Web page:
If you had a working game, and it’s now not working, it’s because you have a switch out of adjustment. Not because you have a dirty switch. Don’t waste your time going back through and cleaning them again.

Recommend posting a new thread telling us where in the startup sequence it stops. From there you can get help to readjust that switch and you’ll be back in business.

It’s usually something simple.

Also, cleaning switches with a dremel wayyyy over the top! A swipe or two with a flexible file is all that’s necessary most of the time. (And most of the time, it’s not even a dirty contact that’s causing the issue.)
The point is to remove any contamination, not switch contact material.

#23 3 months ago

Nothing personal, but based on your posts you should try to find an EM tech. My guy charged me about $120 but I learned a TON watching him and letting him talk.

Shotgunning a mostly-working EM is a bad idea, IMHO (I’m speaking from experience). Get a schematic, find the most likely relay or switch stack for your problem and put those under a microscope.

If you post the specific problem, you’ll get lots of support in this subforum.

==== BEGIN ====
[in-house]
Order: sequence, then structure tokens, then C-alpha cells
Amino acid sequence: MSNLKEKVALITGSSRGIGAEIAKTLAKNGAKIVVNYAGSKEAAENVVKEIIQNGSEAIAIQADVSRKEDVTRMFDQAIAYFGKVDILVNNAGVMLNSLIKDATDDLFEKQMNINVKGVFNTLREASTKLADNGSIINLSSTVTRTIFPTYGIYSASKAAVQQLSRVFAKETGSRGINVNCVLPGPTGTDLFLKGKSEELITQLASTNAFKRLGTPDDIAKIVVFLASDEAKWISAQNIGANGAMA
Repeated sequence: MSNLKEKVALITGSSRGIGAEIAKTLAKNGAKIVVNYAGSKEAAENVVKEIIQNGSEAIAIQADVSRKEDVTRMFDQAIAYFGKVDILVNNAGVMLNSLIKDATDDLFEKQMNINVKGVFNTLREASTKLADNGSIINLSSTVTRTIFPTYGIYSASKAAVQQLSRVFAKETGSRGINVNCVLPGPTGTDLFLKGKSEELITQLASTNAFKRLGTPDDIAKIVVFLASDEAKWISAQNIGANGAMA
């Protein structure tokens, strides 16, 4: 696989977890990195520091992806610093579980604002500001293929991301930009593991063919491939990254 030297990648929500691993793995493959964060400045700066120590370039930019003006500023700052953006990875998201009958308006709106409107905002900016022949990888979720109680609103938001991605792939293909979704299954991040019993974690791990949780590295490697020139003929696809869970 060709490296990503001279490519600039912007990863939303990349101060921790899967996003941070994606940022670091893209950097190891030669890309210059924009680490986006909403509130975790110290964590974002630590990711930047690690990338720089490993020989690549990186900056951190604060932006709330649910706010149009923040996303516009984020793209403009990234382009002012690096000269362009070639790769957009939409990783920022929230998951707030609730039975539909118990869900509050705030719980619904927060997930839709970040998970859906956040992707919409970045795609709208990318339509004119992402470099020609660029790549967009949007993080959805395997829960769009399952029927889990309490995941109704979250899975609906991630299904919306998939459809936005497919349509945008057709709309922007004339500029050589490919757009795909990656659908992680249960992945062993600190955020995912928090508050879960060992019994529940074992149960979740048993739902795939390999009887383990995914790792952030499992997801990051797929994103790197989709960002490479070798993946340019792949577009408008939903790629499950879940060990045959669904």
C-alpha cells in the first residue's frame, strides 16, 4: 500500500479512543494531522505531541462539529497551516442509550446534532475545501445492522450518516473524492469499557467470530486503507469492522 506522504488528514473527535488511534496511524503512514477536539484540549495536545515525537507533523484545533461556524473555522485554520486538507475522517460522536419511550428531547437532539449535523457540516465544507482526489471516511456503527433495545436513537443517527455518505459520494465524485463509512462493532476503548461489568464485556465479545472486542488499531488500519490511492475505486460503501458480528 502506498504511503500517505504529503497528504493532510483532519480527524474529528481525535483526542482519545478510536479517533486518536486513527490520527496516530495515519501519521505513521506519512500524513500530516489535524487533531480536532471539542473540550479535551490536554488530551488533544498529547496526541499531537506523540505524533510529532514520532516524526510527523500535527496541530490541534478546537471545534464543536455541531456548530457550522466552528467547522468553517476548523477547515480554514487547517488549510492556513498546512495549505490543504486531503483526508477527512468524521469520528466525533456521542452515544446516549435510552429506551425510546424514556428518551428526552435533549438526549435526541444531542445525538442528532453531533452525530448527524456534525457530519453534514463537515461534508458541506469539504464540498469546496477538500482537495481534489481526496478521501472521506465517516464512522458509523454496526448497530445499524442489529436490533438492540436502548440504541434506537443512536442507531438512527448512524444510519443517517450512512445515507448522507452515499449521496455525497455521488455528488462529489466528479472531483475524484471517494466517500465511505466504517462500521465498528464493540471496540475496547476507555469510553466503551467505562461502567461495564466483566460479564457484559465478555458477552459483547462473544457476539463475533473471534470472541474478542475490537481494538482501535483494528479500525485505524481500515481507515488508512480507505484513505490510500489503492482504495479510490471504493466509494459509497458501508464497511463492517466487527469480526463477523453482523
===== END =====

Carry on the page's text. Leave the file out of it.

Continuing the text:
#24 3 months ago
Quoted from Gotemwill:

If you had a working game, and it’s now not working, it’s because you have a switch out of adjustment. Not because you have a dirty switch. Don’t waste your time going back through and cleaning them again.
Recommend posting a new thread telling us where in the startup sequence it stops. From there you can get help to readjust that switch and you’ll be back in business.
It’s usually something simple.
Also, cleaning switches with a dremel wayyyy over the top! A swipe or two with a flexible file is all that’s necessary most of the time. (And most of the time, it’s not even a dirty contact that’s causing the issue.)
The point is to remove any contamination, not switch contact material.

All of this is spot on.

Dude goes back in there with a friggin power tool he’s gonna make this worse. Much worse.

OP needs to figure out what he messed up the first time around, not go back in and “clean” everything all over again.